Salzburg refuses to be City of Culture

The city council voted overwhelmingly last night not to apply for the EU’s rolling title of City of Culture.

The reason given is that it will cost tens of millions of Euros that could be better spent on culture itself, rather than the trappings of a title.

Salzburg’s decision suggests that the title has been hopelessly devalued by being rolled around provincial fishing and mining towns in obscure corners of the EU under some all-must-have-prizes rule.

 

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  • Let’s put it this way: Salzburg’s decision shows that a city like Salzburg doesn’t need the extra publicity as it already has a strong reputation for culture and just about as many tourists as it can handle. This is sensible but doesn’t mean that there is anything wrong with the scheme as such. Some of those “provincial fishing and mining towns” did a rather impressive job when it was their turn and reaped a well-deserved boost in international profile and visitor numbers.

  • Liverpool, Glasgow, Hull. All places which have become run down over the years due to central government mismanagement. All deserve a pat on the back for their various festivals etc.

    • The comment “central government mismanagement” is extremely ideological. Some people might claim that (i) local government or local should be providing solutions to local problems; or (ii) the solution is through “the market” providing private sector employment; or (iii) the problems aren’t really solveable since the underlying economy has changed.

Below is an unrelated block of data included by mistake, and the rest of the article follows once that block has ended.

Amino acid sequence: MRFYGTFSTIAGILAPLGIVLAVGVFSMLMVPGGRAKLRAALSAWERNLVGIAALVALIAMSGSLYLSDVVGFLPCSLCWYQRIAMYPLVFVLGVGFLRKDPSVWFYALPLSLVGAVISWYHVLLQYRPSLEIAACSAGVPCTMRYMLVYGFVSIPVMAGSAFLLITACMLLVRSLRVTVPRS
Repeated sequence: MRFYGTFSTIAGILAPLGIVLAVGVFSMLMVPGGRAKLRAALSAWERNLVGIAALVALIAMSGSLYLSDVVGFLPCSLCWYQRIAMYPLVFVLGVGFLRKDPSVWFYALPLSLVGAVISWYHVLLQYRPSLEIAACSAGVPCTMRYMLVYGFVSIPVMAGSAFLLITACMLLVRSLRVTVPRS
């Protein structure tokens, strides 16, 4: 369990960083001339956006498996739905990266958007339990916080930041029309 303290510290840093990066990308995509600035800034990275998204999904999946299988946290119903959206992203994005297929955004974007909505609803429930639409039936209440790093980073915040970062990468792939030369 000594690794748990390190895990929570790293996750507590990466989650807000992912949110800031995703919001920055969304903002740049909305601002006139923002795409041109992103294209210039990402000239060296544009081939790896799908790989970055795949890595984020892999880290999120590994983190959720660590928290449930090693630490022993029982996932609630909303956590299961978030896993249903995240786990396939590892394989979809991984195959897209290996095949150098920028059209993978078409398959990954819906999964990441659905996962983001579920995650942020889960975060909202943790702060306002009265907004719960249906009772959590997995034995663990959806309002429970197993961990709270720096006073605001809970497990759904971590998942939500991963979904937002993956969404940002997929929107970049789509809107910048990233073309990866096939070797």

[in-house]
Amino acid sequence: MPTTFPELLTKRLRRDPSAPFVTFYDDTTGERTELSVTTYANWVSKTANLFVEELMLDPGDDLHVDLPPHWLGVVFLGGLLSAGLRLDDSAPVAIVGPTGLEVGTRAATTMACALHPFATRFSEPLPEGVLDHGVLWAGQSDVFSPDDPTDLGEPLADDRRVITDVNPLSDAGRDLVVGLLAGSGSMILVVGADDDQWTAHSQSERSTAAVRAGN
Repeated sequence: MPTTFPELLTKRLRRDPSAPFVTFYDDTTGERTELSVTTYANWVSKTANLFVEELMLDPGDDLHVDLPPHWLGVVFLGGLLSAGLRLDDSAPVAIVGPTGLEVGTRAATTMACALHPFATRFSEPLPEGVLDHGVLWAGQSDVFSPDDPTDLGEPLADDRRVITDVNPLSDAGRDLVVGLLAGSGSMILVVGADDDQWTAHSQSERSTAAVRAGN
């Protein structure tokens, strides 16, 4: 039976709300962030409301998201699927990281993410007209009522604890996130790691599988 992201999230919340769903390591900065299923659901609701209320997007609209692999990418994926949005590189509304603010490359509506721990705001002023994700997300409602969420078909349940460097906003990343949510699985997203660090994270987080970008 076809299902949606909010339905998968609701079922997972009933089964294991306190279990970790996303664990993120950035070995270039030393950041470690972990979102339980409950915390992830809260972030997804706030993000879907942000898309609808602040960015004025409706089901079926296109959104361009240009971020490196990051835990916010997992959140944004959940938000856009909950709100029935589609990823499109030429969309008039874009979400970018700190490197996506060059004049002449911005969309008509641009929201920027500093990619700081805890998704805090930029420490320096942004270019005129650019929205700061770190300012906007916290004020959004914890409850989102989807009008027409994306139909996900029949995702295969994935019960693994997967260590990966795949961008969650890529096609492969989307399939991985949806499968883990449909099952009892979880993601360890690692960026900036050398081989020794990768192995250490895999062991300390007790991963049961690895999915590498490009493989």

For example, Liverpool is no longer a great port employing lots of people because ships are no longer unloaded by hand (containerisation/mechanization) and the ships are so much bigger that they only call at one British port on the way to continental Europe (needs to be in South or East of Britain to avoid a huge detour).

      • “As someone who worked extensively as a researcher into the dynamics of post-industrial communities, yes…” Ah, one of those people who never had a proper job but spent their careers “researching” problems and then pronouncing. What would we do without these academic researchers?

        • Tell us all about YOUR proper job. I was a trade unionist at that time. Very much a proper job, with very tangible outcomes. Do tell us about your fabulous contribution to society.

          • Do tell us what you were a Trade Unionist for, academia? (and just out of interest I was a shop steward as well, which actually means nothing as many make a full time living out of so called “representing others, look at the motley lot running the labour party)

        • I worked with devastated post-industrial communities within the Iron and Steel industry. You were a shop steward for an opera chorus, I believe.

          Your turn.

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